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  • November 18, 2016

    “Deep Throat,” by Pearl Abraham

    In 1974, the year Richard Nixon resigned to avoid impeachment, my father, a man with rabbinic aspirations, was deep in his own pickle, indicted for conspiracy and fraud in the federal summer school lunch program. Nixon was brought down by Deep Throat, the pseudonym given the informant who passed information to Washington Post journalists about his administration’s involvement in what came to be ...

  • November 4, 2016

    “Home Waters” by Elizabeth Poliner

    It always seemed odd to me then that as we approached the one land I experienced in all of Connecticut as a land of Jewish multitude the first cue that we’d soon arrive would be the Holy Land U.S.A. sign and its accompanying, outsized cross. Obviously the sign advertised no real holy land but was a manufactured tourist stop; nevertheless, I was always eager to spot the sign, then the cross, and ...

  • October 21, 2016

    “Driving North,” by Matthew Lansburgh

    Three years ago, when his mother announced that she was flying to Moscow to adopt a seven-year-old girl, Stewart did his best not to react. His mother had always been the kind of person who made threats, who cajoled and coerced, until she got her way. For years, she’d been threatening to adopt one of the children she sponsored in Mexico and Guatemala and Romania, to bring a child home to live wi...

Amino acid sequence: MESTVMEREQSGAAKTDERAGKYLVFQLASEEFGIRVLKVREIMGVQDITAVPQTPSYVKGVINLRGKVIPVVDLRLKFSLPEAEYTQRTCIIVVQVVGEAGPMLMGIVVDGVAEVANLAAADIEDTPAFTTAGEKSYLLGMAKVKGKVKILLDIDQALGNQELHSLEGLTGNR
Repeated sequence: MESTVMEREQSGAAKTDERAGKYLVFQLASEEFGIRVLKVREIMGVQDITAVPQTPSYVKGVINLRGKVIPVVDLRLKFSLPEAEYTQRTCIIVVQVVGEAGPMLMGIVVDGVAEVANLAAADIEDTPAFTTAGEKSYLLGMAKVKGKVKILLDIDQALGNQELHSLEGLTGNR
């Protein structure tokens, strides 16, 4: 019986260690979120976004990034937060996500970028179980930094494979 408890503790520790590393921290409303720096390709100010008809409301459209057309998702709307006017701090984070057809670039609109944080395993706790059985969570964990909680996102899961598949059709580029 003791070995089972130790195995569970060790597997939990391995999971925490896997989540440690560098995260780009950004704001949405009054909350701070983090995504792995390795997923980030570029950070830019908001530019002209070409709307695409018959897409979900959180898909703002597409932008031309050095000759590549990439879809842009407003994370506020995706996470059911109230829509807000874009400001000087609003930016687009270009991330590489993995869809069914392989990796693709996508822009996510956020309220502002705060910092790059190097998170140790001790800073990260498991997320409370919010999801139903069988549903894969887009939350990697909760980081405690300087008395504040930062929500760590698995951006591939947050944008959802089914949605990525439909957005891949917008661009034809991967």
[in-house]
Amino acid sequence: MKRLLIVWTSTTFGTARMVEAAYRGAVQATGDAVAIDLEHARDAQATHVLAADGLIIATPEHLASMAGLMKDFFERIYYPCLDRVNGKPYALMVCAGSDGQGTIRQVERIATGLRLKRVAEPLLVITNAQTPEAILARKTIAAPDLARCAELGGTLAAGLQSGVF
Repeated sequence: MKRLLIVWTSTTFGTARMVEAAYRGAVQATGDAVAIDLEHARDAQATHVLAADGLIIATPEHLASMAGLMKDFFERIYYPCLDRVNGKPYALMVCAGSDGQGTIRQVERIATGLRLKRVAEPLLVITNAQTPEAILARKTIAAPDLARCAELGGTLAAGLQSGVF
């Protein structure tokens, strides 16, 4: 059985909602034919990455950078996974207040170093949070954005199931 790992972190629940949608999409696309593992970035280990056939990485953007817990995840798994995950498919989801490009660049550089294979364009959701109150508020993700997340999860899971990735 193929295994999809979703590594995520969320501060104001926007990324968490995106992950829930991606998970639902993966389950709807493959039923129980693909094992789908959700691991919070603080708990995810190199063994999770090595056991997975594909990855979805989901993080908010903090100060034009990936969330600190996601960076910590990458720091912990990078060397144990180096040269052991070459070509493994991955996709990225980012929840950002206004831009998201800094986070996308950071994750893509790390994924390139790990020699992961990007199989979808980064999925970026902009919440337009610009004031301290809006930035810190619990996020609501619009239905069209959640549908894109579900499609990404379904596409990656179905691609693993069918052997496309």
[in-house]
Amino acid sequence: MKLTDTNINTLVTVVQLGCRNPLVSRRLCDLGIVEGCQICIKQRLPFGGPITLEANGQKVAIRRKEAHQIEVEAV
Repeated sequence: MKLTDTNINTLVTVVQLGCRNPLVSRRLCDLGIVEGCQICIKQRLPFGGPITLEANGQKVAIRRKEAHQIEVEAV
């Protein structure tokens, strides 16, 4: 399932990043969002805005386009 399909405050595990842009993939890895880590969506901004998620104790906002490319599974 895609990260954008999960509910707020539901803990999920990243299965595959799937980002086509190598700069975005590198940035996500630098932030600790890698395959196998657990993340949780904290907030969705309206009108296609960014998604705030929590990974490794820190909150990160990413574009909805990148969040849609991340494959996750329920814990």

• October 6, 2016

    “We Are Always Us: The Boundaries of Elena Ferrante,” by Natalie Bakopoulos

    The friendship is both tender and antagonistic, deeply intimate and full of spite, and Elena reflects on the difficulty of telling her own story without Lila in it. There is Lila’s story and there is Elena’s story, but Elena realizes the two are inextricable....

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